CRITICAL DIFFERENCE INC.
  PROFESSIONAL FREEDOM THROUGH INDEPENDENCE
12/21/07   Issue LIII  850-477-1234   Toll Free 866-CDI-NURSE
Making A Difference
Have you noticed an awful lot of
nurses have been traveling to
California?  Did they mention how nice
it was to work where you have enough
staff?  Would they do it again?   The
answer to all of these questions is
YES.  What does California have that
we don’t have? A staffing law that
defines patient/ staffing ratios.  In
speaking to the director of U. of
Arizona’s Nursing program it is plain
her state is loosing a huge number of it’
s grads to California.  This year’s
staffing conference in Chicago pointed
out that most travelers prefer to go to
California.   Not because it’s closer,
nor because they earn more money
than Miami, not because it’s cooler in
July than in Cape Cod.  You guessed
it, because of nurse/ patient ratios.  It‘s
safer, less wearing to your soul, your
patients are happier, you’re less likely
to make a mistake and you get a
break.  You even get to sit down for
lunch.  Because of a ruling by Judge
Gail Ohanesian of the CA Appellate
Court, a patient in California has a
nurse, that does not already have a
patient load, to cover them when you’
re on a break. Your patients are not at
risk because you ate… what would that
be like?  Well, with a little work, it could
happen here!  HR 4138/ SB 73, a
national nurse/patient ratio bill, has
been submitted to House and Senate
Subcommittees for review.  Frequently,
this is where a bill is squashed by
powerful lobbyists who   care nothing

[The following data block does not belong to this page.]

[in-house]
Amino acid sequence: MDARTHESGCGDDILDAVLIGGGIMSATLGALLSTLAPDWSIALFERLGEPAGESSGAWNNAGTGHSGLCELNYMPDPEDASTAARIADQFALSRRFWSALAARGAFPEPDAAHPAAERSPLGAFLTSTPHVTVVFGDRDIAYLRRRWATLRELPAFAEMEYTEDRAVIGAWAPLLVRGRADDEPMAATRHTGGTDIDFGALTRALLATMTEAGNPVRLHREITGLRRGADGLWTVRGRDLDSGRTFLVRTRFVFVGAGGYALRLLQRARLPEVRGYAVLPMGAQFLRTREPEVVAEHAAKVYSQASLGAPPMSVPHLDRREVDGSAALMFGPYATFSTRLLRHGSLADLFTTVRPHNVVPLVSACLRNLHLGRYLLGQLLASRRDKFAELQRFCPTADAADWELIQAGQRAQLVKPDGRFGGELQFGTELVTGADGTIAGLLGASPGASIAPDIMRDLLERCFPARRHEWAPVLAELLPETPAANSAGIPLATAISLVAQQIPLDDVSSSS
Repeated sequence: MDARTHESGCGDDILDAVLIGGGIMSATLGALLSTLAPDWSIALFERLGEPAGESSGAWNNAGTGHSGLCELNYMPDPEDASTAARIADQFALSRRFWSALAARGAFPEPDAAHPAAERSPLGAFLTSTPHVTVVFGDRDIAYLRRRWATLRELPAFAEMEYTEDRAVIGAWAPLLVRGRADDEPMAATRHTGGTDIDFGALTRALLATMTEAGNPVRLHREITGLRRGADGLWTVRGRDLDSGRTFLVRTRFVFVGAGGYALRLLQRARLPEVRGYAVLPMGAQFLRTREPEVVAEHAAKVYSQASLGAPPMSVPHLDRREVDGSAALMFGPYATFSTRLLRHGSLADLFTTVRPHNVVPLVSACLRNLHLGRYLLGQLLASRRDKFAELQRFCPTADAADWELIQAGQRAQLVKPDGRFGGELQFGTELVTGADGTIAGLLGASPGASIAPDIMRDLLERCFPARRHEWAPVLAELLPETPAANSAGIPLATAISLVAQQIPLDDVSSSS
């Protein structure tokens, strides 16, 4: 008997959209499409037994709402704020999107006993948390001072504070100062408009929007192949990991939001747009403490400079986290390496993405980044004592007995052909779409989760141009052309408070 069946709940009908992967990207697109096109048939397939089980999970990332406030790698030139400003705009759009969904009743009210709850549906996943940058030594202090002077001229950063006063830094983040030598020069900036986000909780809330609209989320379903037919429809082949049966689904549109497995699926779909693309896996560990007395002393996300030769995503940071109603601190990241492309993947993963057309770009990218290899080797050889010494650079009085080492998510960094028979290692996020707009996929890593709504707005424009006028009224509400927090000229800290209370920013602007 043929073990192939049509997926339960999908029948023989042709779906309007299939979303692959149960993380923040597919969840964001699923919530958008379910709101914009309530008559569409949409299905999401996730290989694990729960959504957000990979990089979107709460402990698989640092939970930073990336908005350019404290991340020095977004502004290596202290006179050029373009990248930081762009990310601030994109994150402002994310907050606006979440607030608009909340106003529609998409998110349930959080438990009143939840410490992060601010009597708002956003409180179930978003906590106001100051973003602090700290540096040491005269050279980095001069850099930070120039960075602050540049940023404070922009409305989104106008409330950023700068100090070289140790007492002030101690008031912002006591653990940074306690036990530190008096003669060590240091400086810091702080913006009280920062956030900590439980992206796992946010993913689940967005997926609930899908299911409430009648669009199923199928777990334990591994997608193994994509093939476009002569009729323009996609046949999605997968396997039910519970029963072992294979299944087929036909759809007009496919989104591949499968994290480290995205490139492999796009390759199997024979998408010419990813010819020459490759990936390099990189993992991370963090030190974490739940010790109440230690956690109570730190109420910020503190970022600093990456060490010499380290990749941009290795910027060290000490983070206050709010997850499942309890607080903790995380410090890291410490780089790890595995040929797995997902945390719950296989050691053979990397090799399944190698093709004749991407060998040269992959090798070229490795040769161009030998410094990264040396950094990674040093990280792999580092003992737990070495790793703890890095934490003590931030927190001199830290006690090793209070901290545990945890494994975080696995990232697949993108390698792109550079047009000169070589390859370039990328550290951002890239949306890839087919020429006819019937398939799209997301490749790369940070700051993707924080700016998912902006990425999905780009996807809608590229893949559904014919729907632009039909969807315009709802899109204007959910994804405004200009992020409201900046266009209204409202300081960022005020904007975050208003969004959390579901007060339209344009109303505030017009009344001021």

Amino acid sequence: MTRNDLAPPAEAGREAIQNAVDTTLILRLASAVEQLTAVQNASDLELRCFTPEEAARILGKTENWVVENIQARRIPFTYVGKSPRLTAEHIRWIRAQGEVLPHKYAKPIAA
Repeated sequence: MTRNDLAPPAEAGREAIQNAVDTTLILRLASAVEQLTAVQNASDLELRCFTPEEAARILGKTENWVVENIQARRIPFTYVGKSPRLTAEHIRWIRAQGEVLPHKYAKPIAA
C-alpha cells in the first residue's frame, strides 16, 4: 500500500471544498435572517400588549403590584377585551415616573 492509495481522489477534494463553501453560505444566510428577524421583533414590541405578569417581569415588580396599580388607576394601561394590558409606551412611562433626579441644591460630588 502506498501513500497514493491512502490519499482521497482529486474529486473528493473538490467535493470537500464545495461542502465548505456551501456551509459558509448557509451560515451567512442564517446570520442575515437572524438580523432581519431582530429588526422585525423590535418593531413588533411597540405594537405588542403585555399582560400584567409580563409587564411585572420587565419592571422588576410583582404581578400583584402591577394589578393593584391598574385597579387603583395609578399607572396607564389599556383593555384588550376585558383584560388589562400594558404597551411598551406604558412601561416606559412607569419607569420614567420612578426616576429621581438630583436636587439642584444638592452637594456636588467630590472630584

for your patient or you. It’s time to take
arms against this madness that
endangers our patients and destroys
our souls. The fact that you get this
letter is proof you have made a
difference in our community. It’s time to
increase that impact.
Please go to CDIstaffing.com.  Mid-way
down the first page, click petition and
make your mark.  Then go to Nurses
News page and see how a few letters
by you can change nursing in this
country forever.  You make a
difference every day for your patients.  
Nursing needs you now to make a
difference for all patients. This will not
happen without you.  Fire up your
computer, it’s time to roll.
800,000
The number of children, under the age
of 5, that die of malaria every year.  
Hope may have arrived. Vaccine
RTS,S/AS02D.  In phase 2 trials, the
vaccine was found to be safe in infants
and reduced new malarial infections by
65%.  The Manhica Health Research
Center starts final trials in mid 2008.
Want to help?  Buy some Glaxo Smith
Kline stock. (GSK)
http://ec.europa.eu/research/info/conferences/edctp/pdf/malaria_background_en.pdf
Post Op in the Obese
We all want our patients out of bed
and moving as soon as possible.  
Opoid administration in the obese
carries a warning.  Anesthetics and
opoids are lipophilic. Delayed release
of these drugs from adipose tissue into
the blood-stream can cause
resedation.  Crit Care Nurs Q
2003:26(2):105-16.  This can be
troubling as your patient may crump
while you have them out of bed. So get
them up, but get help and have a plan
on what to do if they start going down.
More Weight, More Damage
Bostanjian et. al. recommends getting
serial CPK measurements in post-op
obese patients as they are at risk of
rhabdomyolysis. Weight on a pressure
point is always a concern.  But when
you have this much weight on any
given area, any skin lesion should be
evaluated as it may point to extensive
myonecrosis or skeletal-muscle-cell
death.  
Med Error Reminder
When you are about to give a drug
that has a high potential for harm, or if
your patient is a child, have another
nurse double check the 5 rights prior
to administering it.  You do make a
difference, especially when you don’t
get distracted and don’t take short cuts.
How to get up with us
From anywhere on earth:        
CDIstaffing.com
From anywhere in the area M-F 9-5
850-477-1234
From anywhere in the states M-F 9-5
866-CDI- NURSE (866-234-6877)
Fax:  850-434-1515
Toll free fax:  866-473-3238
CRITICAL DIFFERENCE INC.
PROFESSIONAL FREEDOM THROUGH INDEPENDENCE
4/10/08   Issue LIV 850-477-1234   Toll Free 866-CDI-NURSE

Making A Difference
The year is well underway.  It's a good time to
do your yearly evaluation... not the tedious
one your supervisor and you try to avoid.  
This is the one you have to be honest about.